For damage output we find that a unit of Rebel Troopers with an extra trooper and Z6 on average will do 4 damage while Stormtroopers with an extra trooper and DLT will also do 3.625 damage. However Stormtroopers have precise and thus are encouraged to use aim tokens, and we find that when this same unit of Stormtroopers spend an aim token their 3.625 is now an average of 4 damage. So we can assume that 4 damage is the average damage for an average unit, and we can use that number to find our next number… damage resistance
A unit of Stormtroopers taking 4 damage will save against 2 of them (50%) with their red dice. A unit of Rebel Troopers on the other hand would save only 1.3 of them. However just like Stormtroopers and Precise, when we take into account the Rebel Trooper’s Nimble keyword we see that they will remove one hit with dodge and then save against .99 of the rest with their white dice for a rounded total of 2 (50%). Finding again that they are actually equal in both categories when played as intended. We will set our benchmark as a percentage not at a wounds resisted to better account for other factors in other units such as Armor.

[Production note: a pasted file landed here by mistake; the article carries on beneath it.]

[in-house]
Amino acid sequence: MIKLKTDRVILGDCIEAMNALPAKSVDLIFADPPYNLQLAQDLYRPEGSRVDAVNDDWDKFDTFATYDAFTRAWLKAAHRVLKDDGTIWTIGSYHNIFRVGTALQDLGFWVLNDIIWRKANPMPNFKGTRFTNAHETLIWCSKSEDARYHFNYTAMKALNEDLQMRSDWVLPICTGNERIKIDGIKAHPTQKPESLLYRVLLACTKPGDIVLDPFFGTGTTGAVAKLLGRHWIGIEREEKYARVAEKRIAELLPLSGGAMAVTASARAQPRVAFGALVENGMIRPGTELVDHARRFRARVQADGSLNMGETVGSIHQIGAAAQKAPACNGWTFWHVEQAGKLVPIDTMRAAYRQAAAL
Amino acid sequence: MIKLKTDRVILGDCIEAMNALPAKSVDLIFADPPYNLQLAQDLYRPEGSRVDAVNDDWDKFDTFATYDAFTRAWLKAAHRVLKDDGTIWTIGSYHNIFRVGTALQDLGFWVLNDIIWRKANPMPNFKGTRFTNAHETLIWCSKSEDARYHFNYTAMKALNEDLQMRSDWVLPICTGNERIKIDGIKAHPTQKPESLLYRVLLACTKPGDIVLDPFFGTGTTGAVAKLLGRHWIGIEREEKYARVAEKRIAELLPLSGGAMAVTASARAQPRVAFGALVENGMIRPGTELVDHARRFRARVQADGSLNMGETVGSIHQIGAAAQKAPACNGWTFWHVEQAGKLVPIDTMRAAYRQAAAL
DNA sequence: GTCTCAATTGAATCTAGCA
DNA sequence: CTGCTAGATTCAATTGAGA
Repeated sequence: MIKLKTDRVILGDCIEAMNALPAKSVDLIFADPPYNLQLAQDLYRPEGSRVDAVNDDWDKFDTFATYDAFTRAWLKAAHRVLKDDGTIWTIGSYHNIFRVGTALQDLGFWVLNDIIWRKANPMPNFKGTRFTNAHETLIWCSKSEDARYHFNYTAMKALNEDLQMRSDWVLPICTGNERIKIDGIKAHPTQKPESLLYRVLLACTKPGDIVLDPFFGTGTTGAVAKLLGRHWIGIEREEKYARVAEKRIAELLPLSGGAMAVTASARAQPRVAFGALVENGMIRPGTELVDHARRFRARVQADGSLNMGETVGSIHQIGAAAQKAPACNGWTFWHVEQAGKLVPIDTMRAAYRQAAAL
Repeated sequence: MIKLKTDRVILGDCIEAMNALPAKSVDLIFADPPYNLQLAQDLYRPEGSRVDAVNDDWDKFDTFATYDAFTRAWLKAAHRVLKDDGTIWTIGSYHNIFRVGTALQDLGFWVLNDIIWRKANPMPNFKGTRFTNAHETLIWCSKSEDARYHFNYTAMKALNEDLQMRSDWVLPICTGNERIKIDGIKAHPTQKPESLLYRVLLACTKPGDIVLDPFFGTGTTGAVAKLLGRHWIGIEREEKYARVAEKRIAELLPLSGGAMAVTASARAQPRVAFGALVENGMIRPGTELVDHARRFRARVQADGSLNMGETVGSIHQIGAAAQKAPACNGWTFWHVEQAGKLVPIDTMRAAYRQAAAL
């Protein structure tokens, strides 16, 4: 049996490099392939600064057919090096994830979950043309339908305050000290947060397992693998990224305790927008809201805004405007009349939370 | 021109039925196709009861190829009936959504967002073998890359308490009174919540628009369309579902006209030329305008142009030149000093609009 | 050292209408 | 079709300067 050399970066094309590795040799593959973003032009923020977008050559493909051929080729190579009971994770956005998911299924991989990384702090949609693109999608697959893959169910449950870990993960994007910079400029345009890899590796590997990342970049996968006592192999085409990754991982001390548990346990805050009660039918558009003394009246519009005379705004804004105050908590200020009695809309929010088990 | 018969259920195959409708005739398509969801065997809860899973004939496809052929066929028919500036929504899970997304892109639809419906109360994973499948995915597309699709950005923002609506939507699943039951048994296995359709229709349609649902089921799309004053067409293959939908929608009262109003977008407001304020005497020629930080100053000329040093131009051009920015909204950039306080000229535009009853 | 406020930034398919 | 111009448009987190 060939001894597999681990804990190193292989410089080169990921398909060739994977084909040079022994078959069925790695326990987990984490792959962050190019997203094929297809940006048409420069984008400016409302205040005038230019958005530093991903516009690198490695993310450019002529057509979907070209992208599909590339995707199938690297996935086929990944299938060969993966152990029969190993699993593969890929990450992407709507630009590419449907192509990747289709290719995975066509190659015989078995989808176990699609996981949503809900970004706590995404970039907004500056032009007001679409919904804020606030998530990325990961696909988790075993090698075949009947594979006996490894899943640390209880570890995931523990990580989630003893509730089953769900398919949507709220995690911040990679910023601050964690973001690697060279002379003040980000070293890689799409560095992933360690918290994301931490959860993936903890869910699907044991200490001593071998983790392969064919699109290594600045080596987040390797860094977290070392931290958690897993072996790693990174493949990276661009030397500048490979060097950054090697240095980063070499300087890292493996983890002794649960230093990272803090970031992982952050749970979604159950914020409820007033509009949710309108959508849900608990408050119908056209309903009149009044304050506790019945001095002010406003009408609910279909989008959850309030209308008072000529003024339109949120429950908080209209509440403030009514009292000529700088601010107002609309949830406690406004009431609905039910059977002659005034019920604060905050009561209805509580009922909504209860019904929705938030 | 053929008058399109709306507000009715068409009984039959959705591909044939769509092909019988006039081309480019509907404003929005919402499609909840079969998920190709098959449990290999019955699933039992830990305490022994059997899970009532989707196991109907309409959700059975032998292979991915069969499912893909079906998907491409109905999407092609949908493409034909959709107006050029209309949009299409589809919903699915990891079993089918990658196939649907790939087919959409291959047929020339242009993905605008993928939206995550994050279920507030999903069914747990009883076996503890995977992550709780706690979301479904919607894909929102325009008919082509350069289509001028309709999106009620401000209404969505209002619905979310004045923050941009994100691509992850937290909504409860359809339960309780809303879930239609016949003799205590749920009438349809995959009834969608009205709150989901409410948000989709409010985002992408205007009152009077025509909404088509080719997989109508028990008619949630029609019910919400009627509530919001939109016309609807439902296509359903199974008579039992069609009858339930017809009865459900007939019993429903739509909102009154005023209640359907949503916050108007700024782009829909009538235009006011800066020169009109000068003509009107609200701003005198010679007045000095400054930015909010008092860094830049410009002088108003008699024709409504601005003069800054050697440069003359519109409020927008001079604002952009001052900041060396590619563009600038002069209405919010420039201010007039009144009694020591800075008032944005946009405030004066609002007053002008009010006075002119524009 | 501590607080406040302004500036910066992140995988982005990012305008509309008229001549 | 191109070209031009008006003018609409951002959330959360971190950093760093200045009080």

- Expected 4 damage output per attack
- Expected 50% damage resistance
We now have what we will call our average stats: Speed 2, Range 1-3, Courage 1, 2 actions per activation, 4 damage, 50% damage resistance… and this is the benchmark we will use to compare all other units to. Using these numbers we can also create some derivative benchmarks that are useful to look at to account for the whole picture of a units efficiency which tend to separate more elite units from corps units.